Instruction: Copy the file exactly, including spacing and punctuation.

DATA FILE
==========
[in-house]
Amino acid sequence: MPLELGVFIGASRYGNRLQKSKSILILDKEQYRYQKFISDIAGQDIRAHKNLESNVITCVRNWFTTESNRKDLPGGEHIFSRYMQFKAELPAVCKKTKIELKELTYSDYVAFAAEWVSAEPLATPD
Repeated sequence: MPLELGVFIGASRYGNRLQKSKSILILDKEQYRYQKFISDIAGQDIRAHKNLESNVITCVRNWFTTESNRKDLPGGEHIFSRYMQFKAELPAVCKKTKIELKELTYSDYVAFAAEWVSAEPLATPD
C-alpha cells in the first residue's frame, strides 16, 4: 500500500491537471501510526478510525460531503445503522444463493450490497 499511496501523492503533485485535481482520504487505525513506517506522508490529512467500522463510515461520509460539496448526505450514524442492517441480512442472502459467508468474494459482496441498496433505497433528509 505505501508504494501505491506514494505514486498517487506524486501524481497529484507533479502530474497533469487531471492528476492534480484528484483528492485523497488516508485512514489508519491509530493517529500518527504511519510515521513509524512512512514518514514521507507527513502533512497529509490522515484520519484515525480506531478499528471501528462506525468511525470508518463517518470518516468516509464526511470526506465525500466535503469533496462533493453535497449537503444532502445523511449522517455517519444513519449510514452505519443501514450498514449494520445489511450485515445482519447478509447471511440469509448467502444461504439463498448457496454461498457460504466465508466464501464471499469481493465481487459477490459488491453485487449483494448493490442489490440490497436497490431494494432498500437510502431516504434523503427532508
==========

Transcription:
[in-house]
Amino acid sequence: MPLELGVFIGASRYGNRLQKSKSILILDKEQYRYQKFISDIAGQDIRAHKNLESNVITCVRNWFTTESNRKDLPGGEHIFSRYMQFKAELPAVCKKTKIELKELTYSDYVAFAAEWVSAEPLATPD
Repeated sequence: MPLELGVFIGASRYGNRLQKSKSILILDKEQYRYQKFISDIAGQDIRAHKNLESNVITCVRNWFTTESNRKDLPGGEHIFSRYMQFKAELPAVCKKTKIELKELTYSDYVAFAAEWVSAEPLATPD
C-alpha cells in the first residue's frame, strides 16, 4: 500500500491537471501510526478510525460531503445503522444463493450490497 499511496501523492503533485485535481482520504487505525513506517506522508490529512467500522463510515461520509460539496448526505450514524442492517441480512442472502459467508468474494459482496441498496433505497433528509 505505501508504494501505491506514494505514486498517487506524486501524481497529484507533479502530474497533469487531471492528476492534480484528484483528492485523497488516508485512514489508519491509530493517529500518527504511519510515521513509524512512512514518514514521507507527513502533512497529509490522515484520519484515525480506531478499528471501528462506525468511525470508518463517518470518516468516509464526511470526506465525500466535503469533496462533493453535497449537503444532502445523511449522517455517519444513519449510514452505519443501514450498514449494520445489511450485515445482519447478509447471511440469509448467502444461504439463498448457496454461498457460504466465508466464501464471499469481493465481487459477490459488491453485487449483494448493490442489490440490497436497490431494494432498500437510502431516504434523503427532508